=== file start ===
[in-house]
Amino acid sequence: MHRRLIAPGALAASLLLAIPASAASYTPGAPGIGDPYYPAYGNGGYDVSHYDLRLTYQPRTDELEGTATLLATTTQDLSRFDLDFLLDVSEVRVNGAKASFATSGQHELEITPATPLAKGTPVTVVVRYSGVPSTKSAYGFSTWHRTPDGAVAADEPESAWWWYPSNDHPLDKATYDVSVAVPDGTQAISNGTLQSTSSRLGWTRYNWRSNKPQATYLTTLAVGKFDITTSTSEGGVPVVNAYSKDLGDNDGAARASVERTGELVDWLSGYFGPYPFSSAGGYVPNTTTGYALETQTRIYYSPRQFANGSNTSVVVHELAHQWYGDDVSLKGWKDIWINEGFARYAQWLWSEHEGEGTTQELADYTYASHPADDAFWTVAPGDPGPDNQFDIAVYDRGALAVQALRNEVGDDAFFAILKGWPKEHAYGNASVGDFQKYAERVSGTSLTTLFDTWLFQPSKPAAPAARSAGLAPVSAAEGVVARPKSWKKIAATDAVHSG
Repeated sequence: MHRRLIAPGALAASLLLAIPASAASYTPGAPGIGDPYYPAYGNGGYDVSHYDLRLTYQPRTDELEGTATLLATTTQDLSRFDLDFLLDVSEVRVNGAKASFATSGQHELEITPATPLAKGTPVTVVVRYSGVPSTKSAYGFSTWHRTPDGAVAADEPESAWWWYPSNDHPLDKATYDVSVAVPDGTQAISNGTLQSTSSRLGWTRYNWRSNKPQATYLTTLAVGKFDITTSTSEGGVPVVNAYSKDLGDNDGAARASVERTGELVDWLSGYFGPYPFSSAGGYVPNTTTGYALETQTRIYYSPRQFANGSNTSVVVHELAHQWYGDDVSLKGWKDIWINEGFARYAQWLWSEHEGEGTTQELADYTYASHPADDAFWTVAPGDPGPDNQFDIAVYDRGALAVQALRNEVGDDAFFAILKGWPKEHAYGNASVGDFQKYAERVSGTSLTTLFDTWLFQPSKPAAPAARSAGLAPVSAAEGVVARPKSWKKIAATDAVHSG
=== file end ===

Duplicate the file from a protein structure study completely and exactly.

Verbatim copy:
[in-house]
Amino acid sequence: MHRRLIAPGALAASLLLAIPASAASYTPGAPGIGDPYYPAYGNGGYDVSHYDLRLTYQPRTDELEGTATLLATTTQDLSRFDLDFLLDVSEVRVNGAKASFATSGQHELEITPATPLAKGTPVTVVVRYSGVPSTKSAYGFSTWHRTPDGAVAADEPESAWWWYPSNDHPLDKATYDVSVAVPDGTQAISNGTLQSTSSRLGWTRYNWRSNKPQATYLTTLAVGKFDITTSTSEGGVPVVNAYSKDLGDNDGAARASVERTGELVDWLSGYFGPYPFSSAGGYVPNTTTGYALETQTRIYYSPRQFANGSNTSVVVHELAHQWYGDDVSLKGWKDIWINEGFARYAQWLWSEHEGEGTTQELADYTYASHPADDAFWTVAPGDPGPDNQFDIAVYDRGALAVQALRNEVGDDAFFAILKGWPKEHAYGNASVGDFQKYAERVSGTSLTTLFDTWLFQPSKPAAPAARSAGLAPVSAAEGVVARPKSWKKIAATDAVHSG
Repeated sequence: MHRRLIAPGALAASLLLAIPASAASYTPGAPGIGDPYYPAYGNGGYDVSHYDLRLTYQPRTDELEGTATLLATTTQDLSRFDLDFLLDVSEVRVNGAKASFATSGQHELEITPATPLAKGTPVTVVVRYSGVPSTKSAYGFSTWHRTPDGAVAADEPESAWWWYPSNDHPLDKATYDVSVAVPDGTQAISNGTLQSTSSRLGWTRYNWRSNKPQATYLTTLAVGKFDITTSTSEGGVPVVNAYSKDLGDNDGAARASVERTGELVDWLSGYFGPYPFSSAGGYVPNTTTGYALETQTRIYYSPRQFANGSNTSVVVHELAHQWYGDDVSLKGWKDIWINEGFARYAQWLWSEHEGEGTTQELADYTYASHPADDAFWTVAPGDPGPDNQFDIAVYDRGALAVQALRNEVGDDAFFAILKGWPKEHAYGNASVGDFQKYAERVSGTSLTTLFDTWLFQPSKPAAPAARSAGLAPVSAAEGVVARPKSWKKIAATDAVHSG